Johnny Depp and Alice Cooper's Hollywood Vampires live review
For the overwhelming majority of Hollywood Vampires’ Wednesday night set in Los Angeles, Johnny Depp was content to hang stage right and strum his Gibson with a minimum of guitar hero posturing. Fresh off promo duties for his gangster opus Black Mass at the Toronto International Film Festival, the actor seemed content to let his more illustrious bandmates—Aerosmith’s Joe Perry, Guns N’ Roses bassist Duff McKagan and Alice Cooper on vocals—bask and preen in the Sunset Strip limelight.
But just before the curtain went down on the cock-rock supergroup at Hollywood’s venerable Roxy Theatre—Hollywood Vampires’ first-ever live show—Depp stepped to the lip of the low proscenium to crank out the angular opening chords to the Rolling Stones’ “Brown Sugar.” Call it an oblique homage to Keith Richards. Keef, of course, inspired the movie star’s most famous (and lucrative) dramatic persona, Pirates of the Caribbean’s Captain Jack Sparrow.
But befitting a loose rock collective that claimed its name from an Angeleno drinking club of a certain distinction that gathered at the Rainbow Bar & Grill (located next door to the Roxy) in the ‘70s—John Lennon, Keith Moon, Harry Nilsson, Cooper, Bernie Taupin and the Monkees’ Micky Dolenz were charter Hollywood Vampires members—the vibe last night was bar-band jovial. Easy, fun and familiar. Even as the small stage clogged with platinum-selling recording artists, everyone was in it for the love. (All proceeds from the group’s Sept. 11 album are being donated to the charity MusiCares). “We didn’t drink the blood of the vein,” Cooper explained of the group’s name, “but the blood of the vine.”
Hollywood Vampires opened by throwing down an ageist gauntlet apropos of the members’ advanced years; Perry is 64, Cooper, 67; and Depp is the baby at just 52 years of age. They ran through the Doors “Five to One” with its memorable refrain, “The old get old and the young get stronger…You got the guns but we got the numbers.” And they performed the Who’s “My Generation”—Roger Daltry’s famous line, “I hope I die before I get old,” not getting lost on anyone in the crowd.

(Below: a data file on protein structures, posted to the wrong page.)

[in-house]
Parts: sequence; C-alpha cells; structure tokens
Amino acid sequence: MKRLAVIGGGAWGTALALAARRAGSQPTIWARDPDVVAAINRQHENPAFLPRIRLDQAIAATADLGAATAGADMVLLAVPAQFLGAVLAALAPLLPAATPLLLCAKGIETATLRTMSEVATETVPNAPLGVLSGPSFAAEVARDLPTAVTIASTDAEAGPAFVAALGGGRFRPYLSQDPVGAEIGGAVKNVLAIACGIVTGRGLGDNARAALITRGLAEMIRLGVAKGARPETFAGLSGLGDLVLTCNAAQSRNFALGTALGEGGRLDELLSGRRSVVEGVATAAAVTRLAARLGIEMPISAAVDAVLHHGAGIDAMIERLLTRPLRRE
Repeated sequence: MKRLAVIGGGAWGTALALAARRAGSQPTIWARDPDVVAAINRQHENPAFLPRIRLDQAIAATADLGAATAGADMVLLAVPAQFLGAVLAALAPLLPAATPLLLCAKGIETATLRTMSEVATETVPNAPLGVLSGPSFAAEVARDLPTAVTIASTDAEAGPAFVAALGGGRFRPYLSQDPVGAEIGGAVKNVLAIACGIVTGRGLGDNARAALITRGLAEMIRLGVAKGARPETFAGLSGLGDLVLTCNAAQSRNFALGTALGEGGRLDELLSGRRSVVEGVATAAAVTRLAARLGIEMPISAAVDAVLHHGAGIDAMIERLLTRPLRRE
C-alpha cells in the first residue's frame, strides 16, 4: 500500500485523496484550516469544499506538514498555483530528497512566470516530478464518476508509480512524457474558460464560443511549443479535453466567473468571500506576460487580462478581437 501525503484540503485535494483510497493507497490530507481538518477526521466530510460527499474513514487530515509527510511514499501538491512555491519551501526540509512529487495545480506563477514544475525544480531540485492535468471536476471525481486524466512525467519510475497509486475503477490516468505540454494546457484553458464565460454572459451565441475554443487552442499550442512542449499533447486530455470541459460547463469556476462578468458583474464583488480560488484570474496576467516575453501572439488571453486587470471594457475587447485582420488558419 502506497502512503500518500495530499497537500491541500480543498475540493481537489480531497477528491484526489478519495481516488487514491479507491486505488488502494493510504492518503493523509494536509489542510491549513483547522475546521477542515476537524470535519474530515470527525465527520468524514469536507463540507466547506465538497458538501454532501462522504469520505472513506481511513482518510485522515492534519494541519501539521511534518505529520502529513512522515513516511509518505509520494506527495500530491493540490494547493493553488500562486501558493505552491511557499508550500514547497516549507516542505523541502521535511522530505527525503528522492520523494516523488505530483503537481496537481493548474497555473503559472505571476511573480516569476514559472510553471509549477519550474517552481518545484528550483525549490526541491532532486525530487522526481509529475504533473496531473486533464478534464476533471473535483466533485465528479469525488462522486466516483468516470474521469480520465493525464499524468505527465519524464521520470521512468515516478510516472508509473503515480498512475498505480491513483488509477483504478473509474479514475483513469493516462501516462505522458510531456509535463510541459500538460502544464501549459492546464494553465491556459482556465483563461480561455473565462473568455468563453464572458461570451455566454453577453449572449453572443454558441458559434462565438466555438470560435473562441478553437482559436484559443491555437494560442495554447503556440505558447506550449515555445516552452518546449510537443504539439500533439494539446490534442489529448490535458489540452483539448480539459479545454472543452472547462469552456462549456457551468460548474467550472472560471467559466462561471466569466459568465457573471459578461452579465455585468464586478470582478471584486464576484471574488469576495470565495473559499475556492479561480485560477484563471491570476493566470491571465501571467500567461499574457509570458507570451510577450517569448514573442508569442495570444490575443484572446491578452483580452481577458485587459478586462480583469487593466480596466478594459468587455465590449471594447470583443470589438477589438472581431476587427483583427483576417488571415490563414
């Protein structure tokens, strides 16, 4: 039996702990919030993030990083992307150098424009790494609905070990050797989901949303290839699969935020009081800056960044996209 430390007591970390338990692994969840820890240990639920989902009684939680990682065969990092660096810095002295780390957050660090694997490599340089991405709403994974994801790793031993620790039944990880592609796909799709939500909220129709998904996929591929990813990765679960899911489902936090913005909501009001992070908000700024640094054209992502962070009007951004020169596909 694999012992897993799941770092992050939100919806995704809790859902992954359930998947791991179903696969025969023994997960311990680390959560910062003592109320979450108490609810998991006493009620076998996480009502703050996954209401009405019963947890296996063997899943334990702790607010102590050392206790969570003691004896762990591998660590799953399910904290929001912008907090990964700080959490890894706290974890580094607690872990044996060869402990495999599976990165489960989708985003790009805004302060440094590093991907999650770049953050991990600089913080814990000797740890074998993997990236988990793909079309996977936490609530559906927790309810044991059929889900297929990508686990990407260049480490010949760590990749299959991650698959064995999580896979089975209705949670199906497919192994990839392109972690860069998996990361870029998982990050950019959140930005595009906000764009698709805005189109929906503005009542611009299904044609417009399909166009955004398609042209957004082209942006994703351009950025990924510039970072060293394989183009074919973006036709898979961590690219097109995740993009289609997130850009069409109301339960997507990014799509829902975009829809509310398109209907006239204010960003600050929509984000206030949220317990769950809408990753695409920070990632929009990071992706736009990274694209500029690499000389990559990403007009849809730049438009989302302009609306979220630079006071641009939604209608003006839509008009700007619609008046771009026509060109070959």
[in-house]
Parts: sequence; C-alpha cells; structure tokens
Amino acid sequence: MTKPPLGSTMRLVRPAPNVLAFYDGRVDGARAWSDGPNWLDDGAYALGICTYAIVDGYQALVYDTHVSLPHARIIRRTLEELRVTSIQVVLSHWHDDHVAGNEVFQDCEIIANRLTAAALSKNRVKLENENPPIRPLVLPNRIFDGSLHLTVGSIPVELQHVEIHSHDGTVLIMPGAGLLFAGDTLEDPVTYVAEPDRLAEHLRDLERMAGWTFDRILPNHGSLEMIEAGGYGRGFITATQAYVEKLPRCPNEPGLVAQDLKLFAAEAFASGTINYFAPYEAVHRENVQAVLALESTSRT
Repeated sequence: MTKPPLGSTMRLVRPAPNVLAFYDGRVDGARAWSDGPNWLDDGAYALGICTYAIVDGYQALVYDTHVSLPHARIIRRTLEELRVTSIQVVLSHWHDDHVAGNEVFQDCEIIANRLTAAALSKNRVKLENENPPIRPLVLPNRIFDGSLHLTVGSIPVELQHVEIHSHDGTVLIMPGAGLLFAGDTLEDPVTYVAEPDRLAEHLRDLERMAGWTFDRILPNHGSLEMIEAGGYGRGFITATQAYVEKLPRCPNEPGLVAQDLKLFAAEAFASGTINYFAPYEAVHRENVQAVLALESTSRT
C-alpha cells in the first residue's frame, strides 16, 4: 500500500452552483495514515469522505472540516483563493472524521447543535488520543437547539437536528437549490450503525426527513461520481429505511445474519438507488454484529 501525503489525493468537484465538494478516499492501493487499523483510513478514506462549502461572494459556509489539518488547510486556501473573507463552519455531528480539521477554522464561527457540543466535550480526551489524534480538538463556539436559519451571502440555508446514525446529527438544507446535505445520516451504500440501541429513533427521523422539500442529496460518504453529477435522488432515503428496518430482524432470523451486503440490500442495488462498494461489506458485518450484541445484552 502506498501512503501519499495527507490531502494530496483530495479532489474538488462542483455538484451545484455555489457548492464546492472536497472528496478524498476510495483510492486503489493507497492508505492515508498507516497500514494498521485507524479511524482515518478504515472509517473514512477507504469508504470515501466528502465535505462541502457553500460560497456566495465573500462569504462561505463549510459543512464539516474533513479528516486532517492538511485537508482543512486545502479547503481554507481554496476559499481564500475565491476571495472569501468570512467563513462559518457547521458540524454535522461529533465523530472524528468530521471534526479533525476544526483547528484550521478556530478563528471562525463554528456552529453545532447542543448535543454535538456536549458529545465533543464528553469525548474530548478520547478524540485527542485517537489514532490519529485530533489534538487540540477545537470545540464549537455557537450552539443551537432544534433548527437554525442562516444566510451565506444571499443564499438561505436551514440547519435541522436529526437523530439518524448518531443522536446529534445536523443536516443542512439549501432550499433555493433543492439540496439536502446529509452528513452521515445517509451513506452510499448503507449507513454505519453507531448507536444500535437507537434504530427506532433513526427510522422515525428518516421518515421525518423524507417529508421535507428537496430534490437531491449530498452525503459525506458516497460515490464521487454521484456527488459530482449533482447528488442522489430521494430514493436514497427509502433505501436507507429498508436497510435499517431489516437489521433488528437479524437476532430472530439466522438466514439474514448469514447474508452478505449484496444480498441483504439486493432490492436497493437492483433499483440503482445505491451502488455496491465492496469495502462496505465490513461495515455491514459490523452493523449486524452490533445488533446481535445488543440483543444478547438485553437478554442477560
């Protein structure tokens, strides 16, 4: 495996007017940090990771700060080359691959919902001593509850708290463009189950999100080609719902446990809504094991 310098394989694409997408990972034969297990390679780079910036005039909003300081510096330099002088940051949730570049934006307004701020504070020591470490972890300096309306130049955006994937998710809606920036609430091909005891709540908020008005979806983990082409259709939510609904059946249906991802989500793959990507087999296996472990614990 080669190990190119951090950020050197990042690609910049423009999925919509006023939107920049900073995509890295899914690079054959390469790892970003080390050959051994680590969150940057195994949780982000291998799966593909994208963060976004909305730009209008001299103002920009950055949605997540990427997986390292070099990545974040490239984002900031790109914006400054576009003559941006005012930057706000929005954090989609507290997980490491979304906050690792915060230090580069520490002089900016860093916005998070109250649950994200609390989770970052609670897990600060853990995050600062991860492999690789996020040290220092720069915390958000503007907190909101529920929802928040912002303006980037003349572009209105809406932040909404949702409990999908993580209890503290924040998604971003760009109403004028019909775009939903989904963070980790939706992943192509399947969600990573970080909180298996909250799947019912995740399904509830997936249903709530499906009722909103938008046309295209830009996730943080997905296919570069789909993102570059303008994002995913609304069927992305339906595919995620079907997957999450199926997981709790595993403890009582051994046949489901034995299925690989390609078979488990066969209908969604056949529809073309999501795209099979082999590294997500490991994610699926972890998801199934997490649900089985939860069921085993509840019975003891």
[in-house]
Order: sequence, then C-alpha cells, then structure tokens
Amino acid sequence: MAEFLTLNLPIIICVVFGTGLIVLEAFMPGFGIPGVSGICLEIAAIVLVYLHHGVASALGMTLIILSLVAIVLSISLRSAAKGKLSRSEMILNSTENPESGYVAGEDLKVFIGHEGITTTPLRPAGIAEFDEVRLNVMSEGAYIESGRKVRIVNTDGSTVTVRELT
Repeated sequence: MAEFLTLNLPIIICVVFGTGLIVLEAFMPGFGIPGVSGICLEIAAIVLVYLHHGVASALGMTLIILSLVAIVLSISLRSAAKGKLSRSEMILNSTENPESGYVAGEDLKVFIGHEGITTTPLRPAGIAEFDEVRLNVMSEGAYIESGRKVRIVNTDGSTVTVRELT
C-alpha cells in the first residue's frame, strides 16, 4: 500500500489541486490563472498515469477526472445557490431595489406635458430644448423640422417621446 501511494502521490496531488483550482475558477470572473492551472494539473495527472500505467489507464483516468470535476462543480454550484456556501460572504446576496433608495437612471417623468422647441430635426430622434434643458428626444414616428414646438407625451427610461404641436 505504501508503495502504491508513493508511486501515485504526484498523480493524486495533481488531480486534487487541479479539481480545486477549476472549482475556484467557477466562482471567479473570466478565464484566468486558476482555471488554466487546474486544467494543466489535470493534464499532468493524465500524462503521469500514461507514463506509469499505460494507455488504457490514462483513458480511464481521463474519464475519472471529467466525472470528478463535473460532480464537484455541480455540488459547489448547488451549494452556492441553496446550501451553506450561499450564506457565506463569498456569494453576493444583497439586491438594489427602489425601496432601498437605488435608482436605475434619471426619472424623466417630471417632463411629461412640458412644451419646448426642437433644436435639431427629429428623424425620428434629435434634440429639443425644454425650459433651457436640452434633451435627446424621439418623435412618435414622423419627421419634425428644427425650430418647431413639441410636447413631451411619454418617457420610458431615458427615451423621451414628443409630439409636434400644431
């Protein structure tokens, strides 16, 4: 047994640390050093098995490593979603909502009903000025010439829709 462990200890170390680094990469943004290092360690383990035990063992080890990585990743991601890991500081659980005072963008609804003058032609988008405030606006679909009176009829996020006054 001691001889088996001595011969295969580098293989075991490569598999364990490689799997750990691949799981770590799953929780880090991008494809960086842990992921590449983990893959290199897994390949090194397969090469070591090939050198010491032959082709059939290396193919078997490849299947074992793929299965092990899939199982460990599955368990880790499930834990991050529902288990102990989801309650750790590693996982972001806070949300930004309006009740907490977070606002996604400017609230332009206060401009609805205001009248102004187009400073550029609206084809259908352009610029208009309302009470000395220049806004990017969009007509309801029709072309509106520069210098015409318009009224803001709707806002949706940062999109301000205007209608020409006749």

But the celebrity cameos became their own kind of show. Rage Against the Machine guitarist Tom Morello and Black Sabbath bassist-lyricist Geezer Butler joined in for an athletic rendition of Jimi Hendrix’s “Manic Depression.” (Morello played the solo with his teeth). Jane’s Addiction frontman Perry Ferrell grabbed the mike to pogo and vogue his way through Nilsson’s “Jump Into the Fire.” Pop songstress Kesha joined the all-male guitar maelstrom to head-bang her way through Led Zeppelin’s “Whole Lotta Love,” wearing an obsidian-colored monotard and star-sparkled waistcoat.
And about two-thirds of the way through the Hollywood Vampires’ performance, Cooper took time out to introduce its core members with fittingly phallic and blood-sucking magniloquence: “The balls of the vampire: Duff McCagan, Matt Sorum! The wings of the vampire: Joe Perry, Johnny Depp! And, of course, the fangs of the vampire: Me.”
Standing near the wing of the stage with rhythm guitar in hand, Depp arrived as a curiosity of the first order. A star with a global following and his own island in the Bahamas, to be sure. But appearing as a musician Wednesday, Depp seemed earnestly focused upon being himself in public for a change.
Disappearing into role after movie role—the flamboyant Mad Hatter in Alice in Wonderland, gonzo tweaker/truth-seeker Hunter S. Thompson in Fear and Loathing in Las Vegas, all blue contacts and bald cap as Boston mob boss Whitey Bulger in Black Mass—it was a fascinating spectacle to see Depp out of character. On Wednesday, the star’s tattoos were visible beneath his rolled-up shirtsleeves. He wore a suit vest, a fedora, and a collection of rough-hewn necklaces including an anchor and a trident.
As Hollywood Vampires steam-rollered their way through the members’ cherished hits—Cooper’s 1973 single “Million Dollar Babies,” Aerosmith’s “Train Kept a Rollin’” (1974)—Depp’s face was affixed with a shy smile and he was dripping in sweat.
But the closing “yeahs” and “woos” of “Brown Sugar” would be his curtain call. Hollywood Vampires clasped hands, drew together at the edge of the Roxy stage in a bow and then retreated into the velvety Hollywood night.
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